Like a hungry animal, everything on your personal computer always wants to hog/eat up as many resources as possible. The hoggers on a Windows PC are the various applications, processes, and services that constantly run in the background without the user ever knowing about them, and the resources being hogged upon are the CPU and temporary memory, i.e, RAM.
High CPU usage is a pretty common problem in Windows and occurs when an unwanted application or process siphons more power out of the processor than it is originally meant to. The high CPU usage problem becomes even more infuriating when your personal computer is nearing its end days or you are performing an action that requires a lot of processing power (For example: Editing a video on Premiere Pro or working with multiple layers in Photoshop, and don’t even get us started on games). High CPU usage can also eventually lead to permanent processor damage.
The Windows Audio Device Graph Isolation is one of the many processes infamous for prompting high CPU usage. It is one of Windows’ many background processes and is an essential process for audio processing and output.
- Fix Windows Audio Device Graph Isolation high CPU usage
- What is the Windows Audio Device Graph Isolation process & why it causes high CPU usage?
- So if it is a legitimate service, why does it cause high CPU usage?
- How to fix Audio Device Graph Isolation high CPU usage?
- Run an Antivirus Scan using Windows Defender
- Method 1: Disable all kinds of sound effects
- Method 2: Uninstall corrupt Audio drivers/update Audio drivers
- Method 3: Disable ‘Hey Cortana’
- Method 4: Reinstall Skype
Fix Windows Audio Device Graph Isolation high CPU usage
In this article, we will be addressing why the Audio Device Graph Isolation process causes high CPU usage and how to reduce its CPU consumption to gain back some much-needed processing power.
What is the Windows Audio Device Graph Isolation process & why it causes high CPU usage?
To start off, Audio Device Graph Isolation process is an official and legitimate Windows process and not a virus or malware. The process serves as the primary audio engine in Windows and is responsible for handling digital signal processing. In simpler words, it allows third-party applications to run sound on your computer. The process also controls the sound enhancements provided by Windows.
The process is, however, separate from the Windows Audio service and this allows third-party sound card/audio hardware manufacturers to include their own enhancement services without tinkering with the Windows Audio service.
So if it is a legitimate service, why does it cause high CPU usage?
Normally, the Audio Device Graph Isolation process’ CPU usage is negligible, and when audio effects are being applied, the usage will increase slightly before falling back to zero. The possible reasons for high CPU usage are corrupt/poorly installed audio enhancement drivers and the enabled sound effects.
Another explanation for the high CPU usage is some malware or a virus may have disguised itself as the process and found its way on your computer. To check if the Audio Device Graph Isolation process running on your computer is a virus or not, follow the below steps-
1. We start by launching the Task Manager. Use any of the below methods as per your convenience to open it.
a. Type Task Manager in the Windows search bar (Windows key + S) and click on Open when the search returns.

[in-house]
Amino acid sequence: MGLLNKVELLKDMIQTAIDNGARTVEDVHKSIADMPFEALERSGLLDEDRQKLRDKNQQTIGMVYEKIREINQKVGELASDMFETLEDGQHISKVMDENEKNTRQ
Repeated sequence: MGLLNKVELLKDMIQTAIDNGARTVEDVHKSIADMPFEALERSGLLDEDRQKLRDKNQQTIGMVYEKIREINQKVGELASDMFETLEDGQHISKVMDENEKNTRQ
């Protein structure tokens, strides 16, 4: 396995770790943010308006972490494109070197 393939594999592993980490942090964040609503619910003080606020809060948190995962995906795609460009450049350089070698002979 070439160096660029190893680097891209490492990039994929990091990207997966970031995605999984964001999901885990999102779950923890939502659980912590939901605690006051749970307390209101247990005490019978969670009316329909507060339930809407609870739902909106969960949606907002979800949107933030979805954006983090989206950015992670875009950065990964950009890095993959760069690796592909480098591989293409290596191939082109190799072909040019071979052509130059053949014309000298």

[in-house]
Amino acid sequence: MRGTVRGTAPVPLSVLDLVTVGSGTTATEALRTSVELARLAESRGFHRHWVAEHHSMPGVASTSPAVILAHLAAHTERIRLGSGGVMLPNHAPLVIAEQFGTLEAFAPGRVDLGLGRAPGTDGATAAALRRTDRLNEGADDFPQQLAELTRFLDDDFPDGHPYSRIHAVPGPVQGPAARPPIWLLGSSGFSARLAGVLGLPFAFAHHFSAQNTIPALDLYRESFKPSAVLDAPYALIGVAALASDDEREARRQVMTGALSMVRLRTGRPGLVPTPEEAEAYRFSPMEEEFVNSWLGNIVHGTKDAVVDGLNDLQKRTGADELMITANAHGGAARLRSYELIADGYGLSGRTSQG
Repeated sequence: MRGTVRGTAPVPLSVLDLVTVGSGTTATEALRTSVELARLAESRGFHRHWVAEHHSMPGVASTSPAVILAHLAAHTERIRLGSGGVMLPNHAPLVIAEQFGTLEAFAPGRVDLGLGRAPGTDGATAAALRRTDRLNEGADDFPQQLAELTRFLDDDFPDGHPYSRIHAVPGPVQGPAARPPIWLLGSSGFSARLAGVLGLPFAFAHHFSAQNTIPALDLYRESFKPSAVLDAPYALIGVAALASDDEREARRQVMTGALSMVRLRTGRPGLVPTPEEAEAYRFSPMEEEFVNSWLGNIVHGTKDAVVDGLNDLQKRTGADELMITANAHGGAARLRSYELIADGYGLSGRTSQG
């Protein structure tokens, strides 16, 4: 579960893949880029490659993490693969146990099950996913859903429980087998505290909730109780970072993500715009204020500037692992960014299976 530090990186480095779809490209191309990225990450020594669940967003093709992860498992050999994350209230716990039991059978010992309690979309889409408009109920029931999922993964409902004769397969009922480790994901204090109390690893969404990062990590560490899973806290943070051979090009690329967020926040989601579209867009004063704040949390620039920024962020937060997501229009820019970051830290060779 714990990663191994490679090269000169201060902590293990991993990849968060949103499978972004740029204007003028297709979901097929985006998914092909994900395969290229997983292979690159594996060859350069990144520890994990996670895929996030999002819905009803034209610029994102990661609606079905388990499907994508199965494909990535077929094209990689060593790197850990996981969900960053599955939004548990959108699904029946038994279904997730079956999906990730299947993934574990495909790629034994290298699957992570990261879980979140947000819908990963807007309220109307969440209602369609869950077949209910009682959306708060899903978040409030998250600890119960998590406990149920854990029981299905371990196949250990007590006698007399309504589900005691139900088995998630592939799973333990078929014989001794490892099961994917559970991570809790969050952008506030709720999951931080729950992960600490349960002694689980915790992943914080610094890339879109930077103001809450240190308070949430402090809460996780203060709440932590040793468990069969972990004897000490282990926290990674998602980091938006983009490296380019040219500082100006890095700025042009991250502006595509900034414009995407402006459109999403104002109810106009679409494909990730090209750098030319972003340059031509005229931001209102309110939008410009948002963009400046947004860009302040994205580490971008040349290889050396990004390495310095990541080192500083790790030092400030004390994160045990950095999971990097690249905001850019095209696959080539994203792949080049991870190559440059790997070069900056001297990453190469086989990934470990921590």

b. Right-click on the Taskbar and select Task Manager.
c. Right-click on the start button (or press Windows key + X) and select Task Manager from the power user/start menu.
d. Launch Task Manager directly by pressing the key combination Ctrl + Shift + ESC.
2. Under the Processes tab, locate the Windows Audio Device Graph Isolation process and right-click on it.
3. From the ensuing options/context menu, select Open file location.
4. By default, the process originates from the C:\Windows\System32 folder, and the application file is called Windows Audio Device Graph Isolation. Although, in some systems, the application may be named audiodg.
If the name or address of your application file/process differs from the above-stated location (C:\Windows\System32), the Audio Device Graph Isolation process running on your personal computer is likely a virus/malware application. In this case, you will need to run an antivirus scan and get rid of the virus. You can either choose to use some specialized third-party antivirus software or the built-in Windows defender.
Nevertheless, the process file can be present at its default location and still cause high CPU usage. Unfortunately, we can’t just disable or end the process as it is essential for audio output, and disabling it will make your computer go completely silent. We will instead have to solve the problem from its root.
How to fix Audio Device Graph Isolation high CPU usage?
Fixing Audio Device Graph Isolation’s high CPU usage is no rocket science and requires you to perform one of the below actions. First up, if the process running on your computer is a virus, run an antivirus scan to remove it. If it isn’t, try disabling all the sound effects and uninstalling the problematic audio drivers. The problem has also been known to resolve by reinstalling Skype and sometimes by disabling the ‘Hey Cortana’ feature.
Run an Antivirus Scan using Windows Defender
If the process is indeed a virus, follow the below steps to run an antivirus scan using the Windows Defender (you may also run a virus scan from any third-party application you might have installed on your computer). Although if it isn’t a virus, you can directly skip to the next method.
1. Open Windows Settings and click on Update & Security.
2. Switch to the Windows Security (or Windows Defender) settings page from the left panel.